Hulu: Turn on, tune in, cash out

The American TV networks' version of the iPlayer is headed for a stock-market float, but is it too early?
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The Independent Online

Could you say, these days, where exactly is the line between the television and the internet? Even if you haven't worked out quite how to hook your computer to your television set yet, perhaps you have found yourself watching some of your favourite shows on the laptop. The BBC's wildly popular iPlayer has collapsed the divide between telly and the web in the UK. In the US, broadcasters routinely put their hit shows up on their websites for viewers to catch up on the latest episodes, and the major networks have also collaborated on a joint venture called Hulu, which acts as a one-stop-shop for all their latest shows.

It is a kaleidoscope of creativity, as broadcasters seek new ways to distribute (and profit from) the content they produce, and viewers demand the option of watching what they want, whenever, wherever, and on whatever device they damn well please. The question, though, is whether we are moving from a period of experimentation to something a bit more grown up, a coming of age for internet television.

For those who think we might be, evidence arrives. In the US, Hulu has approached a number of investment banks to sound out the prospects for a stock-market flotation, something it hopes it could launch this autumn and which it dreams could value the business at more than $2bn (£1.3bn). Those conversations will be the first substantial indication of what institutional investors think about the prospects for television on the internet. Broadcasters, television producers and internet executives alike will want to stay tuned.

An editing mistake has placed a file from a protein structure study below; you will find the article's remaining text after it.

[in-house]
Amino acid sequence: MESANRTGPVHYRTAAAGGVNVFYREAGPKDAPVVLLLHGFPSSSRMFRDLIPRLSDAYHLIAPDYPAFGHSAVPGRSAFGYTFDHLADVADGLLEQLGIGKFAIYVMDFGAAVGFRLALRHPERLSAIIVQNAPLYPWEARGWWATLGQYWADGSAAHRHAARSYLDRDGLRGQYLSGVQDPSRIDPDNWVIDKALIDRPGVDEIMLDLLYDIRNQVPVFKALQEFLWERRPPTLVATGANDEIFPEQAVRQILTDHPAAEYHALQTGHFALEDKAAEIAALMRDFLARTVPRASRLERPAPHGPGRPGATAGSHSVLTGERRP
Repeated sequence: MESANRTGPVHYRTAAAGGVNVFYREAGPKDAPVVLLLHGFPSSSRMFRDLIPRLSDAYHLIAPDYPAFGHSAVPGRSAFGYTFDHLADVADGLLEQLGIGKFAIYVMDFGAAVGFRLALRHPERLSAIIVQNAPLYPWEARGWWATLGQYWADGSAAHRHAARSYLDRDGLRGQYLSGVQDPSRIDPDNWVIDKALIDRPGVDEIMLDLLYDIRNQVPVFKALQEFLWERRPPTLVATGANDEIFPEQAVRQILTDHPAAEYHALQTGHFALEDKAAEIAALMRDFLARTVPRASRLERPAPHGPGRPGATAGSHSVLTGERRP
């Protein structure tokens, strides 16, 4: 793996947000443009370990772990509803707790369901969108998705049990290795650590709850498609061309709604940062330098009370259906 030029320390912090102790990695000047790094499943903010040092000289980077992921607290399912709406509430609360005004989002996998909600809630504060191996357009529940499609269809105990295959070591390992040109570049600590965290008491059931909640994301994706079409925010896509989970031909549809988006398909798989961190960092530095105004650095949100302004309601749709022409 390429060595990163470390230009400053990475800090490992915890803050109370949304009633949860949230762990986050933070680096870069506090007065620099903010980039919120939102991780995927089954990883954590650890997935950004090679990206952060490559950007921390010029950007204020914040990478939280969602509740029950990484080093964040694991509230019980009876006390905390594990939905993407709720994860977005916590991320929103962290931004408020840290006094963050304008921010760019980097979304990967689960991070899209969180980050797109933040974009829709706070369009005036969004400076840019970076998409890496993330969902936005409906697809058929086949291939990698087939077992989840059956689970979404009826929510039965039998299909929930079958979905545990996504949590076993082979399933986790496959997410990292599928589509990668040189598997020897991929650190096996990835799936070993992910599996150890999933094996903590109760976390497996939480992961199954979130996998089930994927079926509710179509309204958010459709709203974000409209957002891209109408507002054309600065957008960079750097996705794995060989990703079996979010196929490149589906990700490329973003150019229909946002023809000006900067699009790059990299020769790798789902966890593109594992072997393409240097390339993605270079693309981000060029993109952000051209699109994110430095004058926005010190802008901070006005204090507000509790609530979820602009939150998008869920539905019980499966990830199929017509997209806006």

Hulu was created three years ago by three of the four free-to-air networks in the US: General Electric-owned NBC, Disney's ABC and Rupert Murdoch's Fox. The trio agreed to put the most recent episodes of many of their hit shows on the site, and Hulu tied up content deals with a number of other channels too. The roster of shows has changed over time, sometimes to the bewilderment of viewers, who discovered earlier this year, for example, that Comedy Central had taken The Daily Show with Jon Stewart off Hulu in favour of directing users to its own website. But it has been growing steadily, and branching into feature films as well. And CBS, the one major US network that held out against putting its shows – which include CSI and Two And A Half Men – is in talks about finally doing so.

There is increasing competition, though. Google's YouTube is growing up fast. Originally a ghastly online version of You've Been Framed and more recently an online jukebox, it is now streaming feature-length shows and films and aggressively courting content companies in order to do so. And the latest generation of games consoles connect to the internet as well as to the living room telly, which is why Sony, Microsoft and Nintendo are all tying up content deals as well, in the hope of turning themselves into television-on-demand providers.

Undeniably, online video is big business. Screen Digest, the media research company, calculated that revenues last year were $1.6bn in the US, and $131m in the UK, and is predicting it could explode to $4.2bn and $512m, respectively, by 2014. Hulu declared revenues of $100m last year from adverts that run before and during its shows and, according to The New York Times, which was first to report plans for the flotation yesterday, is telling bankers that it will make a similar figure this year.